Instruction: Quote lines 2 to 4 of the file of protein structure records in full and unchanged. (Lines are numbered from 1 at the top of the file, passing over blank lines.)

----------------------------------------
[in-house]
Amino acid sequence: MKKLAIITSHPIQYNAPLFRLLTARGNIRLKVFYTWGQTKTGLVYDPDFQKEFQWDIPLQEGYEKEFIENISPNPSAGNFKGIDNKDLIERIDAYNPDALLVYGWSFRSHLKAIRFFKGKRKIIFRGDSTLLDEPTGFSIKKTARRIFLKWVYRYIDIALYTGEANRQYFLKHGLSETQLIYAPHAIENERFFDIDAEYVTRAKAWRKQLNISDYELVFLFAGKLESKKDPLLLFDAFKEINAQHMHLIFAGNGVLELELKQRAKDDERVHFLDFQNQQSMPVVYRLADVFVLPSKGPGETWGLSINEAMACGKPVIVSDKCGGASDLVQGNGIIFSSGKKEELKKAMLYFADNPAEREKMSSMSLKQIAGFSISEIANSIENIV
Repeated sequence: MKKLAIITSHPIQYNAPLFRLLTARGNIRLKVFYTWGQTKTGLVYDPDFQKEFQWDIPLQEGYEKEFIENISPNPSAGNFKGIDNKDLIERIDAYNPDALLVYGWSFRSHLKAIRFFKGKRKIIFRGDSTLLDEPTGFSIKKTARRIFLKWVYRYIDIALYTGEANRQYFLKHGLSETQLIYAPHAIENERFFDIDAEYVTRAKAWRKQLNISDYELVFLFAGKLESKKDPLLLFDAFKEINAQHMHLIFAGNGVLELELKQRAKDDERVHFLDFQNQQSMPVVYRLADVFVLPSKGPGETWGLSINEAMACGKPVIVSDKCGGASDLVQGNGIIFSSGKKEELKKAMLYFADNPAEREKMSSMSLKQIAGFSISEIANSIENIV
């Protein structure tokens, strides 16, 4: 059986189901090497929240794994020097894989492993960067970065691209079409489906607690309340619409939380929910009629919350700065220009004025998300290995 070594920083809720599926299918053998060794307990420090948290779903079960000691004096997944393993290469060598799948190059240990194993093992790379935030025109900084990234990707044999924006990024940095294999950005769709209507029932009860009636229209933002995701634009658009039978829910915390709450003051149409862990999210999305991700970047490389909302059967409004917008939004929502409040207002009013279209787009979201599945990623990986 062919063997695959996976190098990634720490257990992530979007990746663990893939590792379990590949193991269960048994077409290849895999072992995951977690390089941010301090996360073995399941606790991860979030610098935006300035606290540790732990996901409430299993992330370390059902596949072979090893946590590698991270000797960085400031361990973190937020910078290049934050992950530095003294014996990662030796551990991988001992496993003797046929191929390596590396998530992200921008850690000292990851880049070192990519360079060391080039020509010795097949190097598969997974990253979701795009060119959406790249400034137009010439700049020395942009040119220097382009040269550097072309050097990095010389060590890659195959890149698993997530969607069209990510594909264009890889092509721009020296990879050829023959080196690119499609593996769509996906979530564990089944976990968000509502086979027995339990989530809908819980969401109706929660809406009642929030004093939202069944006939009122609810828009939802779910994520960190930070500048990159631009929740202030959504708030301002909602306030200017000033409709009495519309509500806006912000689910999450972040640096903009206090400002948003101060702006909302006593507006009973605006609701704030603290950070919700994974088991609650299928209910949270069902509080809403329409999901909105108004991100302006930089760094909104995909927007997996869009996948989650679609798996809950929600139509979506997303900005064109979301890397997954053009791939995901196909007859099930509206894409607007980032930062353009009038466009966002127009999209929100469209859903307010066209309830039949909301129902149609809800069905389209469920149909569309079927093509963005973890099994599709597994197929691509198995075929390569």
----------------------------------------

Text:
Amino acid sequence: MKKLAIITSHPIQYNAPLFRLLTARGNIRLKVFYTWGQTKTGLVYDPDFQKEFQWDIPLQEGYEKEFIENISPNPSAGNFKGIDNKDLIERIDAYNPDALLVYGWSFRSHLKAIRFFKGKRKIIFRGDSTLLDEPTGFSIKKTARRIFLKWVYRYIDIALYTGEANRQYFLKHGLSETQLIYAPHAIENERFFDIDAEYVTRAKAWRKQLNISDYELVFLFAGKLESKKDPLLLFDAFKEINAQHMHLIFAGNGVLELELKQRAKDDERVHFLDFQNQQSMPVVYRLADVFVLPSKGPGETWGLSINEAMACGKPVIVSDKCGGASDLVQGNGIIFSSGKKEELKKAMLYFADNPAEREKMSSMSLKQIAGFSISEIANSIENIV
Repeated sequence: MKKLAIITSHPIQYNAPLFRLLTARGNIRLKVFYTWGQTKTGLVYDPDFQKEFQWDIPLQEGYEKEFIENISPNPSAGNFKGIDNKDLIERIDAYNPDALLVYGWSFRSHLKAIRFFKGKRKIIFRGDSTLLDEPTGFSIKKTARRIFLKWVYRYIDIALYTGEANRQYFLKHGLSETQLIYAPHAIENERFFDIDAEYVTRAKAWRKQLNISDYELVFLFAGKLESKKDPLLLFDAFKEINAQHMHLIFAGNGVLELELKQRAKDDERVHFLDFQNQQSMPVVYRLADVFVLPSKGPGETWGLSINEAMACGKPVIVSDKCGGASDLVQGNGIIFSSGKKEELKKAMLYFADNPAEREKMSSMSLKQIAGFSISEIANSIENIV
């Protein structure tokens, strides 16, 4: 059986189901090497929240794994020097894989492993960067970065691209079409489906607690309340619409939380929910009629919350700065220009004025998300290995 070594920083809720599926299918053998060794307990420090948290779903079960000691004096997944393993290469060598799948190059240990194993093992790379935030025109900084990234990707044999924006990024940095294999950005769709209507029932009860009636229209933002995701634009658009039978829910915390709450003051149409862990999210999305991700970047490389909302059967409004917008939004929502409040207002009013279209787009979201599945990623990986 062919063997695959996976190098990634720490257990992530979007990746663990893939590792379990590949193991269960048994077409290849895999072992995951977690390089941010301090996360073995399941606790991860979030610098935006300035606290540790732990996901409430299993992330370390059902596949072979090893946590590698991270000797960085400031361990973190937020910078290049934050992950530095003294014996990662030796551990991988001992496993003797046929191929390596590396998530992200921008850690000292990851880049070192990519360079060391080039020509010795097949190097598969997974990253979701795009060119959406790249400034137009010439700049020395942009040119220097382009040269550097072309050097990095010389060590890659195959890149698993997530969607069209990510594909264009890889092509721009020296990879050829023959080196690119499609593996769509996906979530564990089944976990968000509502086979027995339990989530809908819980969401109706929660809406009642929030004093939202069944006939009122609810828009939802779910994520960190930070500048990159631009929740202030959504708030301002909602306030200017000033409709009495519309509500806006912000689910999450972040640096903009206090400002948003101060702006909302006593507006009973605006609701704030603290950070919700994974088991609650299928209910949270069902509080809403329409999901909105108004991100302006930089760094909104995909927007997996869009996948989650679609798996809950929600139509979506997303900005064109979301890397997954053009791939995901196909007859099930509206894409607007980032930062353009009038466009966002127009999209929100469209859903307010066209309830039949909301129902149609809800069905389209469920149909569309079927093509963005973890099994599709597994197929691509198995075929390569």